Friedrich Nietzsche (1844-1900) is one of the most controversial philosophers in history. Many philosophers regard him as a top tier thinker, a more intellectually respectable Ayn Rand-type advocate of selfishness and egotism that academics don’t have to be embarrassed to admit they agree with.
On the other hand there are at least as many philosophers who dismiss him as grossly overrated, little more than a fraud who made extreme attention-getting pronouncements and somehow tricked some folks into thinking he was saying something profound. Leo Tolstoy, in What is Religion?, dispensed with Nietzsche thusly: “If anyone doubted that the…world of today has reached a frightful state of torpor and brutalization…, the extraordinary success of Nietzsche’s works is enough to provide irrefutable proof of this. Some disjointed writings, striving after effect in a most sordid manner, appear, written by a daring, but limited and abnormal German, suffering from power mania. Neither in talent nor in their basic argument do these writings justify public attention. In the days of Kant, Leibniz, or Hume, or even fifty years ago, such writings would not only have received no attention, but they would not even have appeared. But today all the so-called educated people are praising the ravings of Mr. N, arguing about him, elucidating him, and countless copies of his works are printed in all languages.” (p. 24)
What is it that Nietzsche claimed, that has so inspired and impressed some, and so offended others? A very brief overview of his moral thought may help to answer this question.
Nietzsche distinguished a “Master morality” from a “Slave morality.” The Master morality is what he believed in, and what implicitly the “winners” in history have always lived by.
Master morality is life-affirming. It regards as good the manifestations of power, the realization of one’s noble, superior status. Masters are uninhibited, bold, open, lacking in self-doubt. They don’t put constraints on how they seek their ends; they just do what’s necessary to get what they want. From a Chinese warlord a thousand years ago, to a mover and shaker on Wall Street today, they’re the ones exulting in the exercise of their power and autonomy, the ones in any given society who tend to end up with the most of whatever that society deems most desirable.
Slave morality is based on the resentment that the powerless feel toward the powerful. It is the morality that Nietzsche detests, the morality of most philosophers and most religions, the philosophy of Christianity (at least the Sermon on the Mount, pacifist sort of Christianity, not the type of pro-militarism, pro-capitalist Religious Right Christianity prevalent in America today).
Slave morality is a morality of excuses. Because they lack the strength, the courage and the guts to attain most of the best of what life has to offer, weak people develop a “sour grapes” attitude toward power, wealth, and success in general, and instead extol the virtues of restraint, patience, consideration for others, altruism, meekness, willingness to suffer without complaint, etc. The only way they can feel any self-worth at all is by insisting to each other that somehow accepting being losers makes them superior to the folks calling the shots. Slave morality is, to Nietzsche, a sickening rationalization of weakness.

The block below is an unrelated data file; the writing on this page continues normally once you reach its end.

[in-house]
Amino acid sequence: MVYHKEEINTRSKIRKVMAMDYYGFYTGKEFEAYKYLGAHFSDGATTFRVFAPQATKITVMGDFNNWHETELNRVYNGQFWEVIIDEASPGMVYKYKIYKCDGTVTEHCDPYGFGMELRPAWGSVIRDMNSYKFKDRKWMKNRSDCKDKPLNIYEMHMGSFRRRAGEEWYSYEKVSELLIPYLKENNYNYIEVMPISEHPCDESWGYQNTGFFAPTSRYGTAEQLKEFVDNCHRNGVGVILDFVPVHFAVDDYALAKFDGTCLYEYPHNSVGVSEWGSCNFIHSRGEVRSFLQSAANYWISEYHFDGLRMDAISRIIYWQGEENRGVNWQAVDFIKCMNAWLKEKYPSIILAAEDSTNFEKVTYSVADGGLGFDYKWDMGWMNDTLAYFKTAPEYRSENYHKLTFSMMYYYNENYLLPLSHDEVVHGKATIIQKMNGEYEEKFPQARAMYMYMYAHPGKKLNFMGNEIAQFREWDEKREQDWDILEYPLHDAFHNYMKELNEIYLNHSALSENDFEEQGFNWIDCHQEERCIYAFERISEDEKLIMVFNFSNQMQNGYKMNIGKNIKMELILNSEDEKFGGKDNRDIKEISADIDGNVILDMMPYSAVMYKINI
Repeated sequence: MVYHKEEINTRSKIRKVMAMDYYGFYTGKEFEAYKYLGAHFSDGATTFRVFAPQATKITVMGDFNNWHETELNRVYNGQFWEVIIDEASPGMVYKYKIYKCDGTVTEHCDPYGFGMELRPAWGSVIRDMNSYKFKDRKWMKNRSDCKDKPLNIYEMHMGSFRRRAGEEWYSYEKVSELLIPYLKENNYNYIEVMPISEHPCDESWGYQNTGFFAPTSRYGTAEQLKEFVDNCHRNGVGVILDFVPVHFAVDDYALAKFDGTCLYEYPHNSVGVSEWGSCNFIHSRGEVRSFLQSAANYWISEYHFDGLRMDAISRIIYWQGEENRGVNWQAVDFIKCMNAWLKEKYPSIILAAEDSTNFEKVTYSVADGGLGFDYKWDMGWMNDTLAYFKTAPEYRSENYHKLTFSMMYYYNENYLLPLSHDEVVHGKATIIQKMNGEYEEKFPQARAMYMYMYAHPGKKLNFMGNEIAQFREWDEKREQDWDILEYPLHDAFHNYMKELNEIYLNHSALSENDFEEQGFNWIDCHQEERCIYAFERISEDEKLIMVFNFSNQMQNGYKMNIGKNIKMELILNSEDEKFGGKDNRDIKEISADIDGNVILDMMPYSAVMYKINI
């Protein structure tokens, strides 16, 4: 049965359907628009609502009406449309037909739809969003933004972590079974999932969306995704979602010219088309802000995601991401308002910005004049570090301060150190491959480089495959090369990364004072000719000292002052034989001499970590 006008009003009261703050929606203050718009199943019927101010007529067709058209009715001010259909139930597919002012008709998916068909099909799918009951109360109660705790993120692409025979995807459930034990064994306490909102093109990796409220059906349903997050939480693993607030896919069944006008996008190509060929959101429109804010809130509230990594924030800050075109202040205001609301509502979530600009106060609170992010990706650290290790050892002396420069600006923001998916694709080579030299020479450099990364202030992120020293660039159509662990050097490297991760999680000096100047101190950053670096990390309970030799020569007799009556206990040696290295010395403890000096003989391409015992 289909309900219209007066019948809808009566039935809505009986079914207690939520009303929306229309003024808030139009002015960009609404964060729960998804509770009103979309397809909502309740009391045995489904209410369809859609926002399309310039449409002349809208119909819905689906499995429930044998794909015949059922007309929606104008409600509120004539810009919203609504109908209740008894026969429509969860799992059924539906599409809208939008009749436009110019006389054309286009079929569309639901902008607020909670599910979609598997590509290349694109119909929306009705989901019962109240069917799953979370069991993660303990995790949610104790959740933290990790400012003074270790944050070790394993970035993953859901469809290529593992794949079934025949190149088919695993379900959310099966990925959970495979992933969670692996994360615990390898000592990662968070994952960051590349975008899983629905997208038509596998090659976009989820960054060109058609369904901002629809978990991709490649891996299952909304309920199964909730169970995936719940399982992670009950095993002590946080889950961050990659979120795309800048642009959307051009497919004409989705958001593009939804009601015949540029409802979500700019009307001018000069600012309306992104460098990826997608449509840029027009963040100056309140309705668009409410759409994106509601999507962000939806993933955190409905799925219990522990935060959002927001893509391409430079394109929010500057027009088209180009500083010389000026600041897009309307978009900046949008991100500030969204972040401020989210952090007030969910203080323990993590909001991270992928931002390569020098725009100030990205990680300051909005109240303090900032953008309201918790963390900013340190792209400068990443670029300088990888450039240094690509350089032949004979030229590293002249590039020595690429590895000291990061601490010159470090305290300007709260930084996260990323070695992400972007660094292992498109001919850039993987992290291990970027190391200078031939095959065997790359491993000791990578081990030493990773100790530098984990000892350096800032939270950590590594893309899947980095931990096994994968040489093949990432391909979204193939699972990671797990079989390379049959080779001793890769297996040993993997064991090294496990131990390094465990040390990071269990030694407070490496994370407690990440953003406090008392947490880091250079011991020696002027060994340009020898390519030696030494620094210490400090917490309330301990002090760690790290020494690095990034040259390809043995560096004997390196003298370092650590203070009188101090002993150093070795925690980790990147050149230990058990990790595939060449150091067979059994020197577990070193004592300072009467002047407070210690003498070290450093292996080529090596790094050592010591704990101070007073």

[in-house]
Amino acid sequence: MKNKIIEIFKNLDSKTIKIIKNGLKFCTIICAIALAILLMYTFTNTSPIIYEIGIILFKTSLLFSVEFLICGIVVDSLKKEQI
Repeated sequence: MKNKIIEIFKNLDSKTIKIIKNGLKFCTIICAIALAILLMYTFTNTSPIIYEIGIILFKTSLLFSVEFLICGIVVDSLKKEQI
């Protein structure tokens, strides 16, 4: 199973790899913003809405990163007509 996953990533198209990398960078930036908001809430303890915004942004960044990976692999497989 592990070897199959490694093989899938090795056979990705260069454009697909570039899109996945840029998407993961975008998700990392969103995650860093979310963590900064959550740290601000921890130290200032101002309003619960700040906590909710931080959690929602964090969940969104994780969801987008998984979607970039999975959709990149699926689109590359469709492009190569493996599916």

Nietzsche is contemptuous of most moral philosophers in history, because in his eyes they advocated various versions of slave morality. They sought to make people ashamed of any success they might achieve in this life. These conventional moral theories Nietzsche saw as world-denying, hostile to life, opposed to sensuality, desirous that people be weak and pitiful rather than strong and feared.
Many see Nazism as the ultimate manifestation of Nietzsche’s ideals. Certainly many Nazis did. On the other hand, Nietzsche’s defenders would say that Roosevelt, Churchill, General Eisenhower, etc., were just as much manifesting Master morality by standing up to and defeating the Nazis, and not putting restraints on themselves in how they went about doing so, just as were the Jews who fought back against the Nazis, and the Zionists who went on to create the country of Israel after the war and have defended it by any means necessary ever since.
Nietzsche, Friedrich. Beyond Good and Evil. Translated by Helen Zimmern. New York: Tribeca Books, 2010.
Nietzsche, Friedrich. On the Genealogy of Morals: A Polemic. Translated by Walter Kaufmann. New York: Oxford University Press, 2009.
Nietzsche, Friedrich. Thus Spoke Zarathustra: A Book for None and All. Translated by Walter Kaufmann. London: Penguin Books, 1978.
Tolstoy, Leo. What is Religion, of What Does Its Essence Consist?